Congress has been focussing heavily on eliminating surprise billing practices and involves not just the air ambulance industry but the healthcare landscape as a whole in the United States. In this regard, one significant development has been the introduction of the Consumer Protection Against Surprise Medical Billing Act. The Act is currently slated to enter the United States House of Representatives for a vote. Thus far, the billing practices of the industry have found protection under the Airline Deregulation Act of 1978, which precludes the states from interfering in the matters of medical flight billing.
The New Bill and Air Ambulance Billing
The most important provision of the bill is that it will protect all the patients against balance billing practices even if the service provider is out-of-network of the insurance company. The patients will only be charged according to the in-network charges, which obviously will be covered by their insurance.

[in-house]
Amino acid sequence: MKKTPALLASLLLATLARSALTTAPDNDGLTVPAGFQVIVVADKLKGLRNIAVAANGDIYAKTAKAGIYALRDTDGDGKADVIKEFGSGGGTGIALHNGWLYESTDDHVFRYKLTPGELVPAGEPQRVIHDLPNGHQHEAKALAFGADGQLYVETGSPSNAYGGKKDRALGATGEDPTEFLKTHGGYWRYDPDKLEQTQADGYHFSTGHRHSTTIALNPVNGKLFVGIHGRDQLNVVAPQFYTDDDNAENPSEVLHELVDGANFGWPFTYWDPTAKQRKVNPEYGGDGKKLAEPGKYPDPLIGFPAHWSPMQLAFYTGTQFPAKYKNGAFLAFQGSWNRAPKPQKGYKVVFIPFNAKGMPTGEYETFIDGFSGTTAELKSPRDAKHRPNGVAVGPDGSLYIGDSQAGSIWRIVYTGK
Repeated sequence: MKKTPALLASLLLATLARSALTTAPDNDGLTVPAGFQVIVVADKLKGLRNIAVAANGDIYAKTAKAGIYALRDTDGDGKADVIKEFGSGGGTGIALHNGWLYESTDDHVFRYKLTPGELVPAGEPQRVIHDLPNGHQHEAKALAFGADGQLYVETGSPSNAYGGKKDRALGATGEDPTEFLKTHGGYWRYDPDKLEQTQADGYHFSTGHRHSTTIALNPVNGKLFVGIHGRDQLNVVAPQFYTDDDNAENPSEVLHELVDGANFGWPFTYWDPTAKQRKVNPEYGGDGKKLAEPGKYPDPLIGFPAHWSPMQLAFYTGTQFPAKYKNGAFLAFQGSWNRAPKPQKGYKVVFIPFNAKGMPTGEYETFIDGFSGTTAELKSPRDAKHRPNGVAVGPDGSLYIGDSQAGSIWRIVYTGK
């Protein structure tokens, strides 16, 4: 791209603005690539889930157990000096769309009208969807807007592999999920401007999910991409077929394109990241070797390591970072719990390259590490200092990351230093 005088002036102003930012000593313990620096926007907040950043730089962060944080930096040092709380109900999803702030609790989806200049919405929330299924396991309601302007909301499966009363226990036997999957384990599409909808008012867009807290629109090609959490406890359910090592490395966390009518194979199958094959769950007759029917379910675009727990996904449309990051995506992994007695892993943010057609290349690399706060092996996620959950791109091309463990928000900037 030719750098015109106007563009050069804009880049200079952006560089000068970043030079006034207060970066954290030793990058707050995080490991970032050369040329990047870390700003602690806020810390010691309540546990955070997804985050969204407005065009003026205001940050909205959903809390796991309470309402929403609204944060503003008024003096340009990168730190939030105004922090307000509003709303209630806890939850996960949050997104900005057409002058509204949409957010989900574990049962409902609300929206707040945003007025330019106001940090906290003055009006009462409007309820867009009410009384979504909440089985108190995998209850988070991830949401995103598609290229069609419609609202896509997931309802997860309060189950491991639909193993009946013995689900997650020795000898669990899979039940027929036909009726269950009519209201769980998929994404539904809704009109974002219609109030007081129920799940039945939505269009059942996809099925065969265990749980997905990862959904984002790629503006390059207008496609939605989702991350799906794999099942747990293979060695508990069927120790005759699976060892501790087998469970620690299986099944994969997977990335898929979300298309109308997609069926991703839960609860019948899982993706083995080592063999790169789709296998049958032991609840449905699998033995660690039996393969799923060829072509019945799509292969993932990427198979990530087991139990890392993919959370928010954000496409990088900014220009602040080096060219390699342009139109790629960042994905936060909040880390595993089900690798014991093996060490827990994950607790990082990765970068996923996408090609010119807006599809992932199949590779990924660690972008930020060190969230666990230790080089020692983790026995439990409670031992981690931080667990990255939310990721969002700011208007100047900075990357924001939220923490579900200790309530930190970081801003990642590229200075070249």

Explanation of benefits in advance is another important provision. Currently, the patients have no say in opting for air ambulance services during emergencies. The healthcare provider would take the call during the emergency, and the patient would not have a say. This will change with the introduction of the new bill, allowing the patient to make an informed decision.
If the new bill is successful, the air ambulance service providers would be compelled to give cost estimates before providing the services to the patient. In essence, the patient will be able to make a prudent financial decision if he or she is paying by cash or is uninsured.
A mediated process for resolution of the dispute would be put in place. Any party involved including the air ambulance company would be free to dispute any part of the payment through a mediated process. There would be a window of 30 days to find a resolution.